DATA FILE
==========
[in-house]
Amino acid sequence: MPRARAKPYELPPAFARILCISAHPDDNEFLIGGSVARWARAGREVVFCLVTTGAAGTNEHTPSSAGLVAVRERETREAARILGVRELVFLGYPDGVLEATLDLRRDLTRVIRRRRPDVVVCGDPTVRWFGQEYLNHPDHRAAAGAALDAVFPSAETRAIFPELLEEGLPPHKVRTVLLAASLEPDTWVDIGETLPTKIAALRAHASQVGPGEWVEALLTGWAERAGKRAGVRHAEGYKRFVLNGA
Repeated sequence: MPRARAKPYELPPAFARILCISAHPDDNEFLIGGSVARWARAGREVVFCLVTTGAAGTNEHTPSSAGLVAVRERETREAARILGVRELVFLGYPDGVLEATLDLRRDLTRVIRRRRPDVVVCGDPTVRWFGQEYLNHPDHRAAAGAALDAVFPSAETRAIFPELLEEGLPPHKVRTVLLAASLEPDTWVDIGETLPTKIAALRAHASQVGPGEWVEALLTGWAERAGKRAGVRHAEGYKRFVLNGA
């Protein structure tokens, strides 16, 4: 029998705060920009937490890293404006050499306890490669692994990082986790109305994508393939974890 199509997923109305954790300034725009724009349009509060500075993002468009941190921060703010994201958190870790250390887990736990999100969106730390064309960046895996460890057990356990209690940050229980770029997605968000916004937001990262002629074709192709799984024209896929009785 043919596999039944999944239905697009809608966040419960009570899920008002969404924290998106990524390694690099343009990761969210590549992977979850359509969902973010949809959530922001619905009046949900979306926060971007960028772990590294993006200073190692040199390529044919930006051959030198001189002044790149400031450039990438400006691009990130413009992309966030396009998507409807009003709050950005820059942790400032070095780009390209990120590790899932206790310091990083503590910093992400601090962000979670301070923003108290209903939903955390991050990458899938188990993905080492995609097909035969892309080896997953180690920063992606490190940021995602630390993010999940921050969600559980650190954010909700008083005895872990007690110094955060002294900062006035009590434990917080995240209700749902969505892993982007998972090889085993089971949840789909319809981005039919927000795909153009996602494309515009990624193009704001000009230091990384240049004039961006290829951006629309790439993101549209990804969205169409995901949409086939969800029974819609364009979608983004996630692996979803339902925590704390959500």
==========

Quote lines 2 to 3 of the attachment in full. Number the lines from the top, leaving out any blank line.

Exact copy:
Amino acid sequence: MPRARAKPYELPPAFARILCISAHPDDNEFLIGGSVARWARAGREVVFCLVTTGAAGTNEHTPSSAGLVAVRERETREAARILGVRELVFLGYPDGVLEATLDLRRDLTRVIRRRRPDVVVCGDPTVRWFGQEYLNHPDHRAAAGAALDAVFPSAETRAIFPELLEEGLPPHKVRTVLLAASLEPDTWVDIGETLPTKIAALRAHASQVGPGEWVEALLTGWAERAGKRAGVRHAEGYKRFVLNGA
Repeated sequence: MPRARAKPYELPPAFARILCISAHPDDNEFLIGGSVARWARAGREVVFCLVTTGAAGTNEHTPSSAGLVAVRERETREAARILGVRELVFLGYPDGVLEATLDLRRDLTRVIRRRRPDVVVCGDPTVRWFGQEYLNHPDHRAAAGAALDAVFPSAETRAIFPELLEEGLPPHKVRTVLLAASLEPDTWVDIGETLPTKIAALRAHASQVGPGEWVEALLTGWAERAGKRAGVRHAEGYKRFVLNGA